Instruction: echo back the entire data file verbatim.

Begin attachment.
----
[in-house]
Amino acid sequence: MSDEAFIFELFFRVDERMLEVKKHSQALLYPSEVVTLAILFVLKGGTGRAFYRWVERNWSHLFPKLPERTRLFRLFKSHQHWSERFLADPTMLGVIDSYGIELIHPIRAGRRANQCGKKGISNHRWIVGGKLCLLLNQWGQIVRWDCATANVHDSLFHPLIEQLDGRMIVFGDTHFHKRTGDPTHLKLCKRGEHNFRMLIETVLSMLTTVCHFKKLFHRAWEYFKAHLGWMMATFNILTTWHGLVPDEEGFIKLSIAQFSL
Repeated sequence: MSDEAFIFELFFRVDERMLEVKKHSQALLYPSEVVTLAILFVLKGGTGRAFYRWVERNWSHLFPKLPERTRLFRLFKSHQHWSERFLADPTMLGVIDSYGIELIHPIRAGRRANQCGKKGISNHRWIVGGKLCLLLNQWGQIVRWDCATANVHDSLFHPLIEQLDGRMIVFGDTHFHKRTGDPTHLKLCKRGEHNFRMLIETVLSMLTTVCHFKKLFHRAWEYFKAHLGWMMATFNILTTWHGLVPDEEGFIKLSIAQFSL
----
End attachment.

[in-house]
Amino acid sequence: MSDEAFIFELFFRVDERMLEVKKHSQALLYPSEVVTLAILFVLKGGTGRAFYRWVERNWSHLFPKLPERTRLFRLFKSHQHWSERFLADPTMLGVIDSYGIELIHPIRAGRRANQCGKKGISNHRWIVGGKLCLLLNQWGQIVRWDCATANVHDSLFHPLIEQLDGRMIVFGDTHFHKRTGDPTHLKLCKRGEHNFRMLIETVLSMLTTVCHFKKLFHRAWEYFKAHLGWMMATFNILTTWHGLVPDEEGFIKLSIAQFSL
Repeated sequence: MSDEAFIFELFFRVDERMLEVKKHSQALLYPSEVVTLAILFVLKGGTGRAFYRWVERNWSHLFPKLPERTRLFRLFKSHQHWSERFLADPTMLGVIDSYGIELIHPIRAGRRANQCGKKGISNHRWIVGGKLCLLLNQWGQIVRWDCATANVHDSLFHPLIEQLDGRMIVFGDTHFHKRTGDPTHLKLCKRGEHNFRMLIETVLSMLTTVCHFKKLFHRAWEYFKAHLGWMMATFNILTTWHGLVPDEEGFIKLSIAQFSL